What Class-Action Lawsuits Say About Residential Plumbing Material Quality
Class-action lawsuits are not uncommon in the residential plumbing industry; in fact, since 2001, there have been at least 22 class-action lawsuits involving plumbing pipes and fittings and at least 39 builders have been named as co-defendants in these class actions.
While these class-action lawsuits have plagued other materials such as copper, galvanized and PEX plumbing systems – FlowGuard Gold® CPVC has never faced a class-action lawsuit, despite over 60 years of use in the United States and over 11 billion feet of pipe installed.
Class-action lawsuits can mean big money – in the 1990s a class-action lawsuit involving polybutylene plumbing systems was settled by Shell Oil for more than $1 billion – marking one of the largest building product defect settlements in history.
Class-Action Lawsuits in Other Materials
In 2018, NIBCO agreed to a $43.5 million settlement to a suit based on material defects in its PEX piping and fittings. In 2001, a group of builders and developers settled a galvanized piping lawsuit for $41 million. Many other leading companies in the plumbing pipe and fittings business have settled large class-action lawsuits within the last decade see here, here and here.
These suits provide redress to homeowners who suffer the consequences of plumbing materials that have spontaneously failed due a defect in design or materials.
Unfortunately, the large quantities of money involved in these lawsuits can encourage law firms seeking a cut of these settlements to run advertisements to attract clients for potential suits that don’t exist. These ads typically target large, well-known brands backed by large, profitable companies, without any evidence of a defect or failures. These advertising campaigns are commonly called fishing expeditions.
FlowGuard Gold: 60 Years – Zero Class-Action Lawsuits
FlowGuard Gold CPVC has been in use in the United States for more than 60 years, with over 11 billion feet of pipe installed and it is a brand of the Lubrizol Corporation – formerly a Fortune 500 company on its own, and now a part of Berkshire Hathaway, the fourth largest company in the United States.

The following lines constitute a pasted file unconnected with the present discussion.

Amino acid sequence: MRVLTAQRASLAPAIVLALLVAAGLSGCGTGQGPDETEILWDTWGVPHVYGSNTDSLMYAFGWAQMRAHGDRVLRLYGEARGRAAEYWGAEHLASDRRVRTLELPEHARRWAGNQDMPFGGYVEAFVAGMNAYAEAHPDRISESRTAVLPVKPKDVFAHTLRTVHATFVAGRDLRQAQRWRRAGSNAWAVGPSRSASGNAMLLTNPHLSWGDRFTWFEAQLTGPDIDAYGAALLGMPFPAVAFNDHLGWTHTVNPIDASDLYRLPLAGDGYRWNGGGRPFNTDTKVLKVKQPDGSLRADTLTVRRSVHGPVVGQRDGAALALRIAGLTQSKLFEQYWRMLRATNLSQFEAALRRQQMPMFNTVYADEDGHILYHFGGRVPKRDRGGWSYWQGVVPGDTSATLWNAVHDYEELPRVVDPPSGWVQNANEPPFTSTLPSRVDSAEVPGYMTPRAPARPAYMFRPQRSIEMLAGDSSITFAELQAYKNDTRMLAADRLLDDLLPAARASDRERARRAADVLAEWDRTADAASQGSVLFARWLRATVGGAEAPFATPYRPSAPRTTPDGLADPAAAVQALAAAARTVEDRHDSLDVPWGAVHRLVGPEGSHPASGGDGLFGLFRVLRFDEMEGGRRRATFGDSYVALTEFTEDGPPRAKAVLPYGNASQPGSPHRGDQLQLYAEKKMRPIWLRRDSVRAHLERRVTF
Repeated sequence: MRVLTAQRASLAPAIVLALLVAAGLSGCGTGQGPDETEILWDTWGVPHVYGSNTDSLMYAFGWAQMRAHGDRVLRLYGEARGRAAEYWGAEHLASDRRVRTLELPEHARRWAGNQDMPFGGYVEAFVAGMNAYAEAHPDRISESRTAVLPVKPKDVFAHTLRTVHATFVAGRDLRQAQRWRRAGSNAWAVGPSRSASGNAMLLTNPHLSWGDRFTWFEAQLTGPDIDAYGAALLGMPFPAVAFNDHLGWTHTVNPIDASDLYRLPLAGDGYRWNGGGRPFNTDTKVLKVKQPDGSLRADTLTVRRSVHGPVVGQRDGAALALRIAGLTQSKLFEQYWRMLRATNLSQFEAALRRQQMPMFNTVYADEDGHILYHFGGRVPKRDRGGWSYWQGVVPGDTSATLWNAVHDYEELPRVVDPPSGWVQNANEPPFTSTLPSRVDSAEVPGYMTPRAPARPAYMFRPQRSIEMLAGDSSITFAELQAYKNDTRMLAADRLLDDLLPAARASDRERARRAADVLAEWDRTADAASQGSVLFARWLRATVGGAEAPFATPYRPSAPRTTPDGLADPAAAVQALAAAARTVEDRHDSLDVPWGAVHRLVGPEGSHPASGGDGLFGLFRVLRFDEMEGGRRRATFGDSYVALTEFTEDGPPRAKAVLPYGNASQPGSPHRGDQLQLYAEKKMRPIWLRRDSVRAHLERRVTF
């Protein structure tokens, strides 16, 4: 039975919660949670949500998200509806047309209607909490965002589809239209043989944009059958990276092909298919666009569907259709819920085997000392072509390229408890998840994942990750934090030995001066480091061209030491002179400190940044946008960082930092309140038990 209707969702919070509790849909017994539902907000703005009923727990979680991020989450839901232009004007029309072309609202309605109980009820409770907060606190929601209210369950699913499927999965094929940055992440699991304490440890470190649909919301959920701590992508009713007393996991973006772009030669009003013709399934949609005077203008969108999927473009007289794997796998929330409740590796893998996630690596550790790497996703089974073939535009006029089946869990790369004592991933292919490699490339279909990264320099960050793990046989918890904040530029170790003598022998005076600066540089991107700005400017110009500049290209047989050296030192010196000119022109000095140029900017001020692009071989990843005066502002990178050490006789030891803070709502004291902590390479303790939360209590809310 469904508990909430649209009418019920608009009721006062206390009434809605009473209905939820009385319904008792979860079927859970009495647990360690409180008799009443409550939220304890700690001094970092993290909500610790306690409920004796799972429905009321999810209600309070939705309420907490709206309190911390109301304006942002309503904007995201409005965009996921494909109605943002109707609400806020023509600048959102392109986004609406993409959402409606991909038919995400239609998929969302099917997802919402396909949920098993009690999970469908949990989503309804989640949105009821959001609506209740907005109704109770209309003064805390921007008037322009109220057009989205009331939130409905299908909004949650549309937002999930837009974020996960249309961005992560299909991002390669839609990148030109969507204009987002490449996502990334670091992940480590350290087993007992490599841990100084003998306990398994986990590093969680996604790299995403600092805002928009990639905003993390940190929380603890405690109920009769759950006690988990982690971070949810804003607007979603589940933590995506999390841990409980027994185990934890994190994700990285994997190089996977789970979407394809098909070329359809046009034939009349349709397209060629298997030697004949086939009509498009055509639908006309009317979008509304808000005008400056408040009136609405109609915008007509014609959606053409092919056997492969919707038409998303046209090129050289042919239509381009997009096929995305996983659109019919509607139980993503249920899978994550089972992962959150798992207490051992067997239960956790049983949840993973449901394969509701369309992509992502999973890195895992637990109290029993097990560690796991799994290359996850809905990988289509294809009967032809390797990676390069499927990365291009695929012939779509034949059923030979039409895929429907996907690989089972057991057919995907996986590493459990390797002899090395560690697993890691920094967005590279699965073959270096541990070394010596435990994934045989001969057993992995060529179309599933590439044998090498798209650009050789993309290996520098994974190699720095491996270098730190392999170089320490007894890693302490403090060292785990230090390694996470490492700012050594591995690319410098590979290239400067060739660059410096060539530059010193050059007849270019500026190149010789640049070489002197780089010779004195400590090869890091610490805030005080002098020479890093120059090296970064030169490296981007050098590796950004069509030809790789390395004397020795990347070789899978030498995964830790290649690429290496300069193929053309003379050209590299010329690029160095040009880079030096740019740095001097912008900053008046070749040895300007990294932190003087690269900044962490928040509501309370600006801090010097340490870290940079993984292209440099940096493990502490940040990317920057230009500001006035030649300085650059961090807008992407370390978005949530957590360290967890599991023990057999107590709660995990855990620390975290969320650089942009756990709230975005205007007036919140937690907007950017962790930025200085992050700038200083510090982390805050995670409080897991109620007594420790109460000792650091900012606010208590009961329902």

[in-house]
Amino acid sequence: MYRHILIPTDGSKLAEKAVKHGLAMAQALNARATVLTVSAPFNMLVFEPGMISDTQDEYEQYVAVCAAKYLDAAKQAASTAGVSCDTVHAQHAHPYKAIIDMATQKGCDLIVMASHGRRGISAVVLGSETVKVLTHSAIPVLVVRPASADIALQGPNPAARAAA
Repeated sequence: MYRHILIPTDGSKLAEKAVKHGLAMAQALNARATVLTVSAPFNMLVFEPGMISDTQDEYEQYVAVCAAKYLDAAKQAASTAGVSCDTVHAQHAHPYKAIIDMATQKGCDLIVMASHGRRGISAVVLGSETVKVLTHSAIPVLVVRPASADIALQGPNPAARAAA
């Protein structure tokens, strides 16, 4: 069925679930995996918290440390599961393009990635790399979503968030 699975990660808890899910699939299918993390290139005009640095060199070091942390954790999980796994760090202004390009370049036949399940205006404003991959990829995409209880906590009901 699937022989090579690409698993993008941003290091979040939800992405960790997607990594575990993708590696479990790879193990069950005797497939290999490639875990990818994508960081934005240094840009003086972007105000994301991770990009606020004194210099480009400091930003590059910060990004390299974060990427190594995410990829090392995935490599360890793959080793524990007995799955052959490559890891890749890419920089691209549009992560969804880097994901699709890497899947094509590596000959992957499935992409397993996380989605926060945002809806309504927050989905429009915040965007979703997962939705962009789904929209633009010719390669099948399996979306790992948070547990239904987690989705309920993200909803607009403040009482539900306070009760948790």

In an industry where nearly every major player has been subject to a class-action lawsuit, FlowGuard Gold CPVC is not now nor has it ever been the subject of a class-action lawsuit. In fact, CPVC is the only material commonly used in American hot- and cold-water distribution piping never to have a class-action lawsuit.
This is because most class-action suits that have been brought in the industry have resulted from a fundamental incompatibility between the plumbing system material and the water flowing through it. Chlorine, a common additive used in water treatment, is the primary culprit. It causes degradation in polyolefin materials such as polybutylene, PERT and PEX, which results in pinhole leaks and pipe failures.
CPVC is a chlorinated material and therefore inherently immune to chlorine-induced degradation. There are no known water conditions that can cause CPVC to spontaneously fail. That’s why we can say with confidence that no inherent defects exist in FlowGuard Gold CPVC.
Control Your Risk
On the rare occasions that a problem does arise in a FlowGuard Gold plumbing system, the problem is typically the result of an error in installation or handling during service. To help educate installers about potential errors, we provide industry leading training resources on installation, chemical compatibility, and even do’s and don’ts. These resources are just scratching the surface of the support available to you and we encourage builders to contact us with any installation questions prior to beginning work.
Builders and contractors don’t have the time or money to deal with class-action lawsuits. Make the switch to FlowGuard Gold plumbing systems and know that you are getting a material that is cost-effective, easy-to-install and puts you in control of your liability.